The Ohio Fair Employment Practices Act makes it illegal to subject employees to a racially hostile work environment. But not every hostile act does a lawsuit make. Much depends on’s response to such hostility.
Advice: Train managers and supervisors to act first, investigate second. When management acts immediately—and the sooner, the better—and no supervisor is implicated in the incident, chances are good that the Ohio courts will dismiss the case.
Recent case: Karen Brown filed a race discrimination lawsuit, and threw in that she felt she had been subjected to a racially hostile environment. The basis for her claim was years old: the sudden appearance of a noose in the workplace, plus the discovery of some racially charged drawings in the bottom of a drawer.
In each case, management acted immediately. The noose was removed as soon as managers found it, and they warned employees that anyone involved in such incidents would be fired immediately. Management also removed the drawings, followed by another stern warning.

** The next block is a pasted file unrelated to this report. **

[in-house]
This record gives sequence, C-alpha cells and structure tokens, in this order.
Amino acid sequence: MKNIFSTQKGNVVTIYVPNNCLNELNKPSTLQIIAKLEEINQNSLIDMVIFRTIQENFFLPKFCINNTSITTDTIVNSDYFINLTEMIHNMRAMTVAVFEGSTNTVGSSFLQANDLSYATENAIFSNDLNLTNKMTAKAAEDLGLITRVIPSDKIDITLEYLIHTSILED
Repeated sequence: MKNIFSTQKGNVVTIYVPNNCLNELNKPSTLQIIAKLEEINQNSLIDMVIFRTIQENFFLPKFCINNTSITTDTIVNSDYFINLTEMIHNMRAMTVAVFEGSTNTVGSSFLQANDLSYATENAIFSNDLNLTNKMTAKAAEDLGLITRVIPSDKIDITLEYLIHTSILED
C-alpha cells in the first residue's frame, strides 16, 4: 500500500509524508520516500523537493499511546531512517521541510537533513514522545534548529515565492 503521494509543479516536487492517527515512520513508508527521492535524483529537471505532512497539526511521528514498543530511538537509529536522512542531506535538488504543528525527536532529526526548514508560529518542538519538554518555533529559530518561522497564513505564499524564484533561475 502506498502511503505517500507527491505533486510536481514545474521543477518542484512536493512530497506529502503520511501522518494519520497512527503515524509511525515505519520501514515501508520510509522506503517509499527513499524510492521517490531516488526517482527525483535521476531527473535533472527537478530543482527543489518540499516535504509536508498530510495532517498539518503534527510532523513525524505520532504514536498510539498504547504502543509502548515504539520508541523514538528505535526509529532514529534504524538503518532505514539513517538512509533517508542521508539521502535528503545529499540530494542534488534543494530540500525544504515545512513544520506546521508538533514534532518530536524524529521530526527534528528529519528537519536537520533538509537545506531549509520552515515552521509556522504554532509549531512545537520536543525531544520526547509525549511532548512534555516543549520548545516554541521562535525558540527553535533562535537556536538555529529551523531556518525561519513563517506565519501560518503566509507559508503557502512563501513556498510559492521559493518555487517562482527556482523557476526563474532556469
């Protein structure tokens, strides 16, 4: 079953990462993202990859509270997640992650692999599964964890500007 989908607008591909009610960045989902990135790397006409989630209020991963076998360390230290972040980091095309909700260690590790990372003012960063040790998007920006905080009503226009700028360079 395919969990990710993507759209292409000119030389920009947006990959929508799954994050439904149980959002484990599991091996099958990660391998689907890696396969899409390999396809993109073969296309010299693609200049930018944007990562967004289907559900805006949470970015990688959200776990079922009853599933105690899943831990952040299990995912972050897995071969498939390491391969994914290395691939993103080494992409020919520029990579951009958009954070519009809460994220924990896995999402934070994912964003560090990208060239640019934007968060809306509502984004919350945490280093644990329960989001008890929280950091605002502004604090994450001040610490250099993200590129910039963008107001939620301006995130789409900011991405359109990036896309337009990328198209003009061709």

The Court of Appeals of Ohio dismissed the case, citing the employer’s quick action. Employers cannot absolutely guarantee that an employee will never be subjected to offensive materials. But by acting right away, they can mitigate the damage. (Brown v. Dover Corporation, No. C-060123, Court of Appeals of Ohio, First Appellate District, 2007)
- How to Fire an Employee the Legal Way: 6 Termination Guidelines
- 10 Secrets to an Effective Performance Review
- One-time offensive comment not enough for a lawsuit
- Uniformity key to investigations that stand up in court
- When administering job tests, ensure they're job-related and fair to all employees
- Wage-and-Hour suits are hot